Next I showed the Improved 6502 Virtual Trainer up and running on my laptop, along with the first 6502 Virtual Trainer. I also showed what I had accomplished with the 6502 graphing calculator. So far, I have most of the hardware for it installed but I am having problems keeping the buffer chips for driving the LCD at the appropriate voltage level. Maybe the pins joining the sections of the calculator together aren't making a good connection. In any case, I showed the calculator taken apart into its sections. I also showed the Logic Tool I have been using to debug the graphing calculator and the EEPROM programmer I built. The last thing I showed was the TI-86 I bought to hook up to an ESP8266. My plan was to relay text from the calculator over WiFi to a computer running Matlab or similar software to allow the calculator to solve more complex equations. I still haven't gotten the ESP8266 voltage levels to work right, but I want to finish this project when I have time.

All in all it was a great day and I really enjoyed showing the public all the things I have been working

Friday, December 25, 2015

Summer Hackathon: Conclusion

The Summer Hackathon I started on in May came to an end in August when I displayed a lot of what I had been working on at Makevention. I finished some projects and abandoned some others. Here is the outcome of the projects I set out to work on.

EEPROM Computer
As I mentioned in the last update, a 4-bit version of this kind of computer has already been made by someone else. In the future I may make a 32-bit version, but for the time being I am done working on this.

8-bit Homebrew Computer
For this project, I designed a lot of the opcodes and most of how I want the computer to work. The chips I want to use don't seem to be simulated anywhere, so I will have to breadboard everything to test it out. So far I have one chip working just to test how it works.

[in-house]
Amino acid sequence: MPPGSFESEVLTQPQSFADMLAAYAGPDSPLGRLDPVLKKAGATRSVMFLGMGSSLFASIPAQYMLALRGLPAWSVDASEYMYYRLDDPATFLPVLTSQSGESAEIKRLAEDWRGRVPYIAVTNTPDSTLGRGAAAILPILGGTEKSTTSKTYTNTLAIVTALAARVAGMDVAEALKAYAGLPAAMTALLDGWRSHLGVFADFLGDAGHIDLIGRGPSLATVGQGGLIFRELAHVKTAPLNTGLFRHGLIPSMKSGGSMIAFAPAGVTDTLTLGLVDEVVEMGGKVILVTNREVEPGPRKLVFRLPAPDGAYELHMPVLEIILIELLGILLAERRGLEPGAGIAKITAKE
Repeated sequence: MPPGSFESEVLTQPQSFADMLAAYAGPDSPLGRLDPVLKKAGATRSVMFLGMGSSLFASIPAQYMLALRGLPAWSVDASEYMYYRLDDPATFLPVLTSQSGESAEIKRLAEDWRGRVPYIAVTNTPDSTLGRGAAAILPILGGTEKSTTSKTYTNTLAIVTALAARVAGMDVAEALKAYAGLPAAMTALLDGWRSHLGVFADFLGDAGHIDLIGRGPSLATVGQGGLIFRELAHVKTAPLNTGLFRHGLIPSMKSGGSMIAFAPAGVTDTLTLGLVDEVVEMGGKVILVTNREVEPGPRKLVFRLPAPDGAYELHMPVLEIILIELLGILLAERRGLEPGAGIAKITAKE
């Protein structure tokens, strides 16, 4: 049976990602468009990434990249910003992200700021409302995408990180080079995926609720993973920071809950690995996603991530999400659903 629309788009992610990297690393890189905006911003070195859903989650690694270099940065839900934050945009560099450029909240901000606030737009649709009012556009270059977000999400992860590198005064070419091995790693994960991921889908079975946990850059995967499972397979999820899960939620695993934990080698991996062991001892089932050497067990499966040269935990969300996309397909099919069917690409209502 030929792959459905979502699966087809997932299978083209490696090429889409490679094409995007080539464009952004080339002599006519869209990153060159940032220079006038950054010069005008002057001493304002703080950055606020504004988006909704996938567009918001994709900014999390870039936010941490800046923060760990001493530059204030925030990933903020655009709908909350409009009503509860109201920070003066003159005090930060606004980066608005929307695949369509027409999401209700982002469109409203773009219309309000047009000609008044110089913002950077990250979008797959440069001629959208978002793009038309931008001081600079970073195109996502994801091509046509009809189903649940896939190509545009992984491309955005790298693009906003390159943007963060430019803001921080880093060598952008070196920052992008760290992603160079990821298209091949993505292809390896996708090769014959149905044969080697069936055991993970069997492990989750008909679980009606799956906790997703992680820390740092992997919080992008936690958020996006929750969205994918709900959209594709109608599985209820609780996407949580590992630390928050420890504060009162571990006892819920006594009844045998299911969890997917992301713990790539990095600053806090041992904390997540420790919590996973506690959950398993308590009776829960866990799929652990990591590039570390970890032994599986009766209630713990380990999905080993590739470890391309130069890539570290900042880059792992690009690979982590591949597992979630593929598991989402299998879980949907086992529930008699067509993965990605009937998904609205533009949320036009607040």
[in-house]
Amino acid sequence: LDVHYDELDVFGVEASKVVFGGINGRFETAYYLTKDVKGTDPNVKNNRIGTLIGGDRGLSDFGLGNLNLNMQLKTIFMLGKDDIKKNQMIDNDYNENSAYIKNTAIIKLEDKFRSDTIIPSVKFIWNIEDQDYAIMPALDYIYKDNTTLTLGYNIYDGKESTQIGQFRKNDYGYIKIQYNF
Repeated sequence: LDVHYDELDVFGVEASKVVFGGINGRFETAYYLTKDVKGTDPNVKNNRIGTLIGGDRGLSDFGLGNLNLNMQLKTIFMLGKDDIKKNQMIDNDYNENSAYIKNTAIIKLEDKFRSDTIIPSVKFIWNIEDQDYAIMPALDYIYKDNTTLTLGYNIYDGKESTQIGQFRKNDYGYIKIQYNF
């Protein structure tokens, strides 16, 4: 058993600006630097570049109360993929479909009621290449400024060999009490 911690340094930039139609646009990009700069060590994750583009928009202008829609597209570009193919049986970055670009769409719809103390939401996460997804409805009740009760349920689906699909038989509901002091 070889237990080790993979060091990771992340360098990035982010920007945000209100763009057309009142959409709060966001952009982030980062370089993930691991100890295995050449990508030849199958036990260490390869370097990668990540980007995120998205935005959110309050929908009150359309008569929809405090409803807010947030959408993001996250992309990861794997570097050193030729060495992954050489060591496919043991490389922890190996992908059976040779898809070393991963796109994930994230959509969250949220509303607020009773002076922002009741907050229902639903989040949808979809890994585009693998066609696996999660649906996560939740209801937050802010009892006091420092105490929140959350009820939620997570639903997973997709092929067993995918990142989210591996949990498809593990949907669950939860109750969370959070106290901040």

Brainfuck Microcontroller
Apart from a few counters and status LEDs on a breadboard, I started soldering some boards with double row headers to hold everything. 

Juggalo Robot
During the summer I didn't make much real progress on this project. I spent most of my time working on projects for Makevention instead.

I got an ESP8266 up and running. At first I had problems with the power supply but the chip seems to run alright with those problems solved. It also lists and connects to networks. Next, I need to connect to a server and transfer data, which will be used for a calculator project.

Wireless Breadboard
This project was a failure. First of all I made a mistake with the spacing of the headers and it wouldn't fit the breadboard I was using. When I was working with it later I broke the entire header in half. The project wouldn't work anyway because the breadboard drops so much voltage. Unless I can find a breadboard that is much better, I don't intend to work on this project. 

After a lot of trouble and replacing a bricked chip, I eventually found a way to reliably program this chip. I also soldered a board to use for testing. This should be everything I need for the project I will use it in.